The Senate impeachment trial of Donald Trump was thrown into confusion Saturday as lawmakers voted to consider hearing witnesses, a step that could extend the proceedings and delay a vote on whether the former president incited the deadly Capitol insurrection.
Former President Trump's Senate impeachment trial begins on Tuesday, with Democrats, who have 50 seats in addition to VP Harris's vote, gearing up to convict him of inciting the Capitol insurrection. Meanwhile, President Biden is focusing on his $1.9 trillion pandemic stimulus package. Special Correspondent Jeff Greenfield joins Hari Sreenivasan to discuss.
Former President Donald Trump, charged with inciting the January 6 insurrection, is facing his second impeachment trial amid ongoing investigations by Congressional committees and federal agencies into the events that led to the attack. New York University School of Law Professor and Co-Editor-in-chief of Just Security Ryan Goodman joins Hari Sreenivasan to discuss.
South Carolina Republicans on Saturday issued a formal censure to U.S. Rep. Tom Rice to show disapproval over his vote in support of the second impeachment of former President Donald Trump.
A growing number of Republican senators say they oppose holding an impeachment trial, a sign of the dimming chances that former President Donald Trump will be convicted on the charge that he incited a siege of the U.S. Capitol.
With what is sure to be a historic week ahead of us, NewsHour Weekend's Jeff Greenfield joins Hari Sreenivasan to discuss Donald Trump's impending second impeachment trial in the Senate, President-elect Joe Biden and Kamala Harris' swearing in under extraordinary conditions, and the number of inauguration conventions being broken in 2021: No parade, procession, crowds, or predecessor handshake will happen, but thousands of troops will be present.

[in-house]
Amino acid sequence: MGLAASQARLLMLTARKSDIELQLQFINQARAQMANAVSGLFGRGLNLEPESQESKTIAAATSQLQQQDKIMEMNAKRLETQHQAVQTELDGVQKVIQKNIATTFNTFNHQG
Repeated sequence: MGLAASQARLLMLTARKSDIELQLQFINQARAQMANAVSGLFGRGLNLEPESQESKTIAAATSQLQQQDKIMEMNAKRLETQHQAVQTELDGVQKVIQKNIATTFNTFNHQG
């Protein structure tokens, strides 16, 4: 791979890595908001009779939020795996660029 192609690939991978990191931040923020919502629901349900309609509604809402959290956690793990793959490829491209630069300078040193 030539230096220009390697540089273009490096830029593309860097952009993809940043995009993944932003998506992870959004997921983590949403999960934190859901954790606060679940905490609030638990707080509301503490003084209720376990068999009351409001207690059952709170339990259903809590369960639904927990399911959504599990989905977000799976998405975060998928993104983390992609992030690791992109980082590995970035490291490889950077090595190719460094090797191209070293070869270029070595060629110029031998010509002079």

Trump called Michael Atkinson a "disgrace" after informing Congress late Friday night that he intended to fire him. In letters to the House and Senate intelligence committees, Trump wrote that he had lost confidence in Atkinson but gave little detail.
President Trump on Friday abruptly fired the inspector general of the intelligence community, sidelining an independent watchdog who played a pivotal role in his impeachment even as his White House struggled with the deepening coronavirus pandemic.
President Trump's likely acquittal following Friday's mostly party-line vote to exclude witnesses and new documents from the Senate impeachment trial has left questions over the limits of presidential powers. Senators will get the chance to explain their decisions next week. Alexis Simendinger, national correspondent for The Hill, joins Hari Sreenivasan with more on the trial and what comes next.
A look at recent rhetoric by President Trump about impeachment, his newly signed trade deal, the economy and more.